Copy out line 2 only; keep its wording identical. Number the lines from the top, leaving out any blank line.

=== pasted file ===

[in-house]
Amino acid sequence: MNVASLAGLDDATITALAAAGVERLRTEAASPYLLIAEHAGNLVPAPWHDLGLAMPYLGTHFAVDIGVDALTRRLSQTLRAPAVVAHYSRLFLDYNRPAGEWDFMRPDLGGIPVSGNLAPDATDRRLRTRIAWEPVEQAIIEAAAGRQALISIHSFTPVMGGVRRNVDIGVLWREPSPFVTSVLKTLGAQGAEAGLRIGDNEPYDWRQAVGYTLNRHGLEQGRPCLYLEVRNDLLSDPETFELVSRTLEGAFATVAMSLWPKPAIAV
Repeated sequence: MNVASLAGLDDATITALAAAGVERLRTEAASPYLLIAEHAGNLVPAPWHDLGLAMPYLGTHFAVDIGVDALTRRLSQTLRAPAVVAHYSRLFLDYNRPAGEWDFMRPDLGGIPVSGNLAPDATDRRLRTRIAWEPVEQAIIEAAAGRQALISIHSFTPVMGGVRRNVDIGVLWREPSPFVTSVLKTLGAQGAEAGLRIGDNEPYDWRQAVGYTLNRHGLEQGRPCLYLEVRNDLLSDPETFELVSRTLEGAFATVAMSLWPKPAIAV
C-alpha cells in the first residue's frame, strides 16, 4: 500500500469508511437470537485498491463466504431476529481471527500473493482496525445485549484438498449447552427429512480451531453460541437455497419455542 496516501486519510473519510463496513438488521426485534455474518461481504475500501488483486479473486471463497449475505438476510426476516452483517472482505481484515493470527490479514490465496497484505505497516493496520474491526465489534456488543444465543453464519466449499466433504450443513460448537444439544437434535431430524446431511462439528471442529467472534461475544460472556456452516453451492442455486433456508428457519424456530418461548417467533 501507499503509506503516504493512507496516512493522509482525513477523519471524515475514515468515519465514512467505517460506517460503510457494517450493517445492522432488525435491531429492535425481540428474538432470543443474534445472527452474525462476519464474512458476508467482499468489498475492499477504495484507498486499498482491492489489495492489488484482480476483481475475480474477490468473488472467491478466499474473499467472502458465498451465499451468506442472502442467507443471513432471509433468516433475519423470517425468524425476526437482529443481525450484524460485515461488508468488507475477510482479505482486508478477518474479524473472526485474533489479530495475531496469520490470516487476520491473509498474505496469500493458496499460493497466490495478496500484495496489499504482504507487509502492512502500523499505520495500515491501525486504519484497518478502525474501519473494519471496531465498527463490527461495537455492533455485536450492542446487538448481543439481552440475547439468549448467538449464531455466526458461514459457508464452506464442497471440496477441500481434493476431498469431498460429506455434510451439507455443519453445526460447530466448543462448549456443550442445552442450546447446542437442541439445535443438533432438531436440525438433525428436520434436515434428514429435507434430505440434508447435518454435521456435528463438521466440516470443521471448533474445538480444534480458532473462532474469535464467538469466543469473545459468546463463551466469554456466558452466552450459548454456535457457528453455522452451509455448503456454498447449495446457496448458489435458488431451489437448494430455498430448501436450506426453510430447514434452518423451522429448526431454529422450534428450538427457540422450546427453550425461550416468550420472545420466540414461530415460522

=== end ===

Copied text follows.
Amino acid sequence: MNVASLAGLDDATITALAAAGVERLRTEAASPYLLIAEHAGNLVPAPWHDLGLAMPYLGTHFAVDIGVDALTRRLSQTLRAPAVVAHYSRLFLDYNRPAGEWDFMRPDLGGIPVSGNLAPDATDRRLRTRIAWEPVEQAIIEAAAGRQALISIHSFTPVMGGVRRNVDIGVLWREPSPFVTSVLKTLGAQGAEAGLRIGDNEPYDWRQAVGYTLNRHGLEQGRPCLYLEVRNDLLSDPETFELVSRTLEGAFATVAMSLWPKPAIAV